The consultancy began work on the project about a year ago following a credentials pitch, and was tasked with creating a new brand that would ‘increase ICR’s profile as a global centre of scientific excellence with a focus on patient benefit. The rebrand marks part of the charity’s plans to raise £100 million by 2020.
The designs are inspired by the Fibonacci sequence, a pattern of numbers commonly found in nature. The branding uses a bright colour palette, aiming to reflect ‘progress, discovery and innovation.’
‘There are countless cancer charities and institutions – it’s a very important area, but potentially very confusing’, says Ian Stephens, Saffron managing director. ‘We needed to clarify [the charity’s] position through its verbal and visual identity.’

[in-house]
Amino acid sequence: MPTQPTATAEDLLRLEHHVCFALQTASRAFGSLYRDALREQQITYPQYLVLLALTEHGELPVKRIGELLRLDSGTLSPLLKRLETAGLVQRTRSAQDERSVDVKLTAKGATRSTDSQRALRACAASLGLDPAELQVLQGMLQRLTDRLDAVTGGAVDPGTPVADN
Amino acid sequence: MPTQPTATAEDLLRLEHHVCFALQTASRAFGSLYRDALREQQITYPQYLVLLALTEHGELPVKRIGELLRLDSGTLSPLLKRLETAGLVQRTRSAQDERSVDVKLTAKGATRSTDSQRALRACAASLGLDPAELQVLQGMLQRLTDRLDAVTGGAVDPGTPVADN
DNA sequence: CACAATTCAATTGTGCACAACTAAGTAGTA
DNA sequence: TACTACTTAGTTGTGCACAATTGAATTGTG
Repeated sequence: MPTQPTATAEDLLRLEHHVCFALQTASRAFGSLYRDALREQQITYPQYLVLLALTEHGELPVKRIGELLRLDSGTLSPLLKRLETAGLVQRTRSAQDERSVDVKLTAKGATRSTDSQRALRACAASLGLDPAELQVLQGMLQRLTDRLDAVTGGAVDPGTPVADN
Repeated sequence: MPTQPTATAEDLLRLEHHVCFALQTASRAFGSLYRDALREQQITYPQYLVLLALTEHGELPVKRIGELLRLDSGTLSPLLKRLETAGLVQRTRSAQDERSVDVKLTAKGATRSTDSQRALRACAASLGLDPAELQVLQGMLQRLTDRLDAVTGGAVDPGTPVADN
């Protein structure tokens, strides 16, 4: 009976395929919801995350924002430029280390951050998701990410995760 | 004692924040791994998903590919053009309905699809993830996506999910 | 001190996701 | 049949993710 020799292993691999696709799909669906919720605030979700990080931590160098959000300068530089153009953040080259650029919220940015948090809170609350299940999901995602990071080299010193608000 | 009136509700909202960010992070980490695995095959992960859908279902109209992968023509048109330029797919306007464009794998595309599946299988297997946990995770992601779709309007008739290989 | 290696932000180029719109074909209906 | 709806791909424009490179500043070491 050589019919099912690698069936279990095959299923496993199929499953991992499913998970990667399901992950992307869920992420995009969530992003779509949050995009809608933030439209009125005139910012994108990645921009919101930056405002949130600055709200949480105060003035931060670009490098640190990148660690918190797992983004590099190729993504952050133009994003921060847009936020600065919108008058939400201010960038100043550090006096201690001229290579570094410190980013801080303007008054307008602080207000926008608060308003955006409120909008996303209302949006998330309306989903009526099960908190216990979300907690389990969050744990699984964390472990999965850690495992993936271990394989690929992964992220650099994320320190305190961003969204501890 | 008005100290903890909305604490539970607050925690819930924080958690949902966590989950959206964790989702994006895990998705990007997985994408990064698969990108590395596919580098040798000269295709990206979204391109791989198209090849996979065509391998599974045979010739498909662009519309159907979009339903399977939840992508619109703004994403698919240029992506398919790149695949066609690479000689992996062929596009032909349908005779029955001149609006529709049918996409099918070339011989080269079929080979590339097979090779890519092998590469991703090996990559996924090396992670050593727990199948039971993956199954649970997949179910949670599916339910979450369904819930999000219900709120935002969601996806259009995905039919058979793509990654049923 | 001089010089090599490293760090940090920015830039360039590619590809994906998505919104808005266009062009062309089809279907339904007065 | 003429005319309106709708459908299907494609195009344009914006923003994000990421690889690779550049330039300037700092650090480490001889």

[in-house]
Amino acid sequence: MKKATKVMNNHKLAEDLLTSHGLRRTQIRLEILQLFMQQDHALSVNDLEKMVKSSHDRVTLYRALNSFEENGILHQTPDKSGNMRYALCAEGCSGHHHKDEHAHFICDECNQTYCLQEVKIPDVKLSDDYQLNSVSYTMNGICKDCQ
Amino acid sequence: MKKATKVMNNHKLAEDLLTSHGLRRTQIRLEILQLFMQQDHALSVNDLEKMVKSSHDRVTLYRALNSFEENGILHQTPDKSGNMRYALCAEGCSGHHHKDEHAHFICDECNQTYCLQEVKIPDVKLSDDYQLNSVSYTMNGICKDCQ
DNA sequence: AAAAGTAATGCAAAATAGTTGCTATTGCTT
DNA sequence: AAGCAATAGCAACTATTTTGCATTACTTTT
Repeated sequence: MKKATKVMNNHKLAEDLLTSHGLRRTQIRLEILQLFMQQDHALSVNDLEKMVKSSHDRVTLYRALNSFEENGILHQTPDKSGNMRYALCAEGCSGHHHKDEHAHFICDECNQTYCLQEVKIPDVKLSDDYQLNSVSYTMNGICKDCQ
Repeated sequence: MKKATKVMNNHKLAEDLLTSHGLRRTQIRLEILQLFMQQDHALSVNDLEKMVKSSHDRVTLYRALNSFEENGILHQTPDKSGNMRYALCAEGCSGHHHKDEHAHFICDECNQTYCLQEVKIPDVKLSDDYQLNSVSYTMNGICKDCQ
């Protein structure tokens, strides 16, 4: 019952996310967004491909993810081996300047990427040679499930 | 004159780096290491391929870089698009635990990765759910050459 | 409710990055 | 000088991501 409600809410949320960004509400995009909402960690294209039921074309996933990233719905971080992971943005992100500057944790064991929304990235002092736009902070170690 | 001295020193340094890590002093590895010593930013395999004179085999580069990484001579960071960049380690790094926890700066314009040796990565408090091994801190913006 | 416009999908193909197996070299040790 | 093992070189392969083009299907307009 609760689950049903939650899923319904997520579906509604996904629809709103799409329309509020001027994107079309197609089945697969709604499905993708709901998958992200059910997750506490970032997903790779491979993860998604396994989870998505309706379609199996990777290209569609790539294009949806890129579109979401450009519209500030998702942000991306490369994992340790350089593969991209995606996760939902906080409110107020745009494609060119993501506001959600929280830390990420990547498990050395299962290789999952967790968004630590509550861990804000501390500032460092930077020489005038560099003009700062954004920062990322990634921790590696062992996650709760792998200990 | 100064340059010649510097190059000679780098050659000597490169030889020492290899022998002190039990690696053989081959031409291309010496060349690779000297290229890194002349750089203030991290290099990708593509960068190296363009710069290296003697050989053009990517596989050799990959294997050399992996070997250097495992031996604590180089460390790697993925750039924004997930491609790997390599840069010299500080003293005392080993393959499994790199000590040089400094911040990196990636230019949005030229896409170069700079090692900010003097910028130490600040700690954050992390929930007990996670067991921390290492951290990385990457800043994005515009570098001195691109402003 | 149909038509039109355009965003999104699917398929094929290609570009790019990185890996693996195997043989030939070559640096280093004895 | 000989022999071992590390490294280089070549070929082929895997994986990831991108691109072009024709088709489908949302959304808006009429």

Saffron created the message ‘making discoveries that defeat cancer’, deciding it was a phrase that was clear to non-scientific audiences but accurate for scientific audiences that understand that research in the field is more about discoveries rather than ‘cures’.
Stephens says, ‘for the visual identity, it was about finding the right balance and tone. The very vibrant colours are balanced with the grey of the logo so it feels sophisticated and not too shouty.’
He adds, ‘We kept the name as its well known but the lettering has evolved. It’s based on the Replica typeface, which is quite a technical typeface but with chiselled-off edges so it’s not too aggressive, but it’s not too soft. It feels confident and calm.’
The identity is shown across all The Institute of Cancer Research materials, including the website, Research reports, fundraising collateral and job advertisements.